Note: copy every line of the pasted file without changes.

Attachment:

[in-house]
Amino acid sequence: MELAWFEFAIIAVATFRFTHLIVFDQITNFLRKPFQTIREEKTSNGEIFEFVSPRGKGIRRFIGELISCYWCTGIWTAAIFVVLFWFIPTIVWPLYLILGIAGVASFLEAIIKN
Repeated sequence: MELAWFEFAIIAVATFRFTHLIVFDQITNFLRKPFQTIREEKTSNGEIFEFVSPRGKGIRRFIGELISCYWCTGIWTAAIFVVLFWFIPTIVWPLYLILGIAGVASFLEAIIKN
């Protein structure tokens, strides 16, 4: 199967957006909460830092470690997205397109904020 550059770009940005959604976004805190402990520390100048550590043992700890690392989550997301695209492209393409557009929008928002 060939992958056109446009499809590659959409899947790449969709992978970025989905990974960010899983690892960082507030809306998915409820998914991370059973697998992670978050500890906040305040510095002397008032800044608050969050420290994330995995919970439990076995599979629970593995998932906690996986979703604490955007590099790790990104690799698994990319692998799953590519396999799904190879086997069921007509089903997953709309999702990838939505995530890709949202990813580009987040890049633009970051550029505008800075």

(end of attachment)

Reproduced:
[in-house]
Amino acid sequence: MELAWFEFAIIAVATFRFTHLIVFDQITNFLRKPFQTIREEKTSNGEIFEFVSPRGKGIRRFIGELISCYWCTGIWTAAIFVVLFWFIPTIVWPLYLILGIAGVASFLEAIIKN
Repeated sequence: MELAWFEFAIIAVATFRFTHLIVFDQITNFLRKPFQTIREEKTSNGEIFEFVSPRGKGIRRFIGELISCYWCTGIWTAAIFVVLFWFIPTIVWPLYLILGIAGVASFLEAIIKN
């Protein structure tokens, strides 16, 4: 199967957006909460830092470690997205397109904020 550059770009940005959604976004805190402990520390100048550590043992700890690392989550997301695209492209393409557009929008928002 060939992958056109446009499809590659959409899947790449969709992978970025989905990974960010899983690892960082507030809306998915409820998914991370059973697998992670978050500890906040305040510095002397008032800044608050969050420290994330995995919970439990076995599979629970593995998932906690996986979703604490955007590099790790990104690799698994990319692998799953590519396999799904190879086997069921007509089903997953709309999702990838939505995530890709949202990813580009987040890049633009970051550029505008800075």